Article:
There were no existing schematic drawings of the home, so the first thing Kiefer had to do was to take meticulous measurements and create new "as-built" drawings.
The home was stripped to the original stud framing and new plumbing and electrical wiring were installed. The old moss rock fireplace was removed, and the south wall of the home was extended 2 1/2 feet. That allowed a new, more contemporary fireplace to be relocated to that wall
where it is flanked by two short sets of wooden stairs leading to glass doors that open onto the main portion of the wraparound deck. Previously, there was no access to the deck from that end of the home.
The toughest decision for her client, Kiefer said, was agreeing to tear out an old glulam drop-down beam that disrupted any feeling of openness in the main living area. Ultimately, they gave the go-ahead to take out the structural wooden beam and replaced with a new steel I-beam concealed in the ceiling. The expense was well worth the transformation it allowed in the living area, Kiefer said.
The original windows in the home were too small to take the best advantage of the ski area views, and they did not open to allow cross ventilation. The new windows crank open and have an energy-efficient coating.
It's safe to say the mermaid is gone from the upstairs landing now, and the new owners have a sophisticated but not overly large master suite separated by two floors from the twin guest bedrooms on the first level. There now is a bright and spacious entryway that didn't previously exist, and it has enough room for a large easy chair that allows it to do double duty as a sitting room for guests.
The kitchen with a granite-topped bar and the dining room that opens up to ski area views are ideal for entertaining, a showy vanity of custom-welded steel by Vonn Wilson, of Steamboat Springs, for the raised sink basin. The wall-to-wall carpeting throughout the original home was replaced by dark hardwood on the main level. And of course, there are elegant tiles throughout the home: in the foyer, on the kitchen backsplash and in the master bath.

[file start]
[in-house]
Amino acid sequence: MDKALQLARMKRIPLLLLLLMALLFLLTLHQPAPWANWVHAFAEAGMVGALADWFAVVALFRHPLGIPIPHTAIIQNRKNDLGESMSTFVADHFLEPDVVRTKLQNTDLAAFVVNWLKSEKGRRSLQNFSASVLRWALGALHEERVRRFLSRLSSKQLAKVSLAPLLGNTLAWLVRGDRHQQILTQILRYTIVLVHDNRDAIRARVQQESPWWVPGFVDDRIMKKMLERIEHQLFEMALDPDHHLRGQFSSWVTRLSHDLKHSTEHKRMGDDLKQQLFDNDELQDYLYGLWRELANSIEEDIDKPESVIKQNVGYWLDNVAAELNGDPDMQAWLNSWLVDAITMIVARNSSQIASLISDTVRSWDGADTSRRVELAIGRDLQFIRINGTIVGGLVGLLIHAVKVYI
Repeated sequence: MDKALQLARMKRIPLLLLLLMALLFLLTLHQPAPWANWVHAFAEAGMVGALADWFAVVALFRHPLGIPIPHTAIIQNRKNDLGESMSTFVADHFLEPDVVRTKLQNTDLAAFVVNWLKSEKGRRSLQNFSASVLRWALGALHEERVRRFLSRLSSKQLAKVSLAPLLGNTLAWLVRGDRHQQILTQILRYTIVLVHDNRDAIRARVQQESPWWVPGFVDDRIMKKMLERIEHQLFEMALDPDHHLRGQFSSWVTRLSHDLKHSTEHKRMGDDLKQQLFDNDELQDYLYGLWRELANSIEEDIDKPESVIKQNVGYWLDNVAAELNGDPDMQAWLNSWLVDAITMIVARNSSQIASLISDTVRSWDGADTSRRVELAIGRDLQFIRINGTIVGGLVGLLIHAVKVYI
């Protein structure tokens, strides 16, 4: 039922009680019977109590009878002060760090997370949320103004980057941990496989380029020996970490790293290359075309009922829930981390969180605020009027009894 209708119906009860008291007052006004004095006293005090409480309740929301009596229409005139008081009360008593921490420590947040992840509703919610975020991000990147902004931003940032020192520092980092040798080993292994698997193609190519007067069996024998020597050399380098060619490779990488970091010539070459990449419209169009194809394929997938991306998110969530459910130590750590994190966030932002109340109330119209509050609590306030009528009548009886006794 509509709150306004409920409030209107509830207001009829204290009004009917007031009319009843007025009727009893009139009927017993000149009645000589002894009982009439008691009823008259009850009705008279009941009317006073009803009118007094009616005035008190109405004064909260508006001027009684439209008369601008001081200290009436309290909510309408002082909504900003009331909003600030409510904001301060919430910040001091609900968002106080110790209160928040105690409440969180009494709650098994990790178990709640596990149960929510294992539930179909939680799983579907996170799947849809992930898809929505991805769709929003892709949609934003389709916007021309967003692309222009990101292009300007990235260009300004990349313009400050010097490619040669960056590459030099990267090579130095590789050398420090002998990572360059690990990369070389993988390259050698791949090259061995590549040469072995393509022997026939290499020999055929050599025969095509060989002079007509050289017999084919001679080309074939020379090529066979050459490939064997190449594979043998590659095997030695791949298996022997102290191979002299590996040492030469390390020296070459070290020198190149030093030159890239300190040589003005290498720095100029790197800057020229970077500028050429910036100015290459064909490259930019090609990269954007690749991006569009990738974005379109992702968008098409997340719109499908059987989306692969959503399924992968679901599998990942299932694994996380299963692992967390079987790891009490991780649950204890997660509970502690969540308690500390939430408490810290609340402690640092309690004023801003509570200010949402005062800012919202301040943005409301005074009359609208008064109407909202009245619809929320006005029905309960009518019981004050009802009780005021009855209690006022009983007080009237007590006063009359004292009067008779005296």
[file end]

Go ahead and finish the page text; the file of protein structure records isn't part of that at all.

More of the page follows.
"My clients shipped me 27 boxes of samples to choose from," Kiefer said with a big smile.
The home always had a big wraparound deck, but now that deck is refurbished to include no-maintenance powder-coated deck railings and a fire pit to complement Steamboat's cool evenings.
Dollars and sense
Since 2010, a dozen homes have sold in the subdivision of 120 homes and lots. Of the dozen sales, six closed this year and two sold for less than $480,000. Only one of the 12 sales in the past three years was for more than $1 million.
But that window of opportunity may be closing. Of five homes listed for sale in Tree Haus, just one home, of about 2,000 square feet, is listed for less than a million at $635,000. There are two listed at $1.09 million and two others listed at $1.8. Days on the market range from 29 to 314. Only one of the five homes is greater than 3,800 feet, and it comes in at 5,964 square feet.
The most expensive on a per-square-foot basis is a four-bedroom home priced at $1.8 million, which translates to $486.45 per square foot.
Kiefer said thoughtful remodels of older homes on choice lots offer opportunities for a significant number of professionals in the building, design and real estate fields.
"Even during a down market, people are focused on making a good living and doing really good work," she said.
To reach Tom Ross, call 970-871-4205 or email tross@SteamboatToday.com
To reach Tom Ross, call 970-871-4205 or email tross@SteamboatToday.com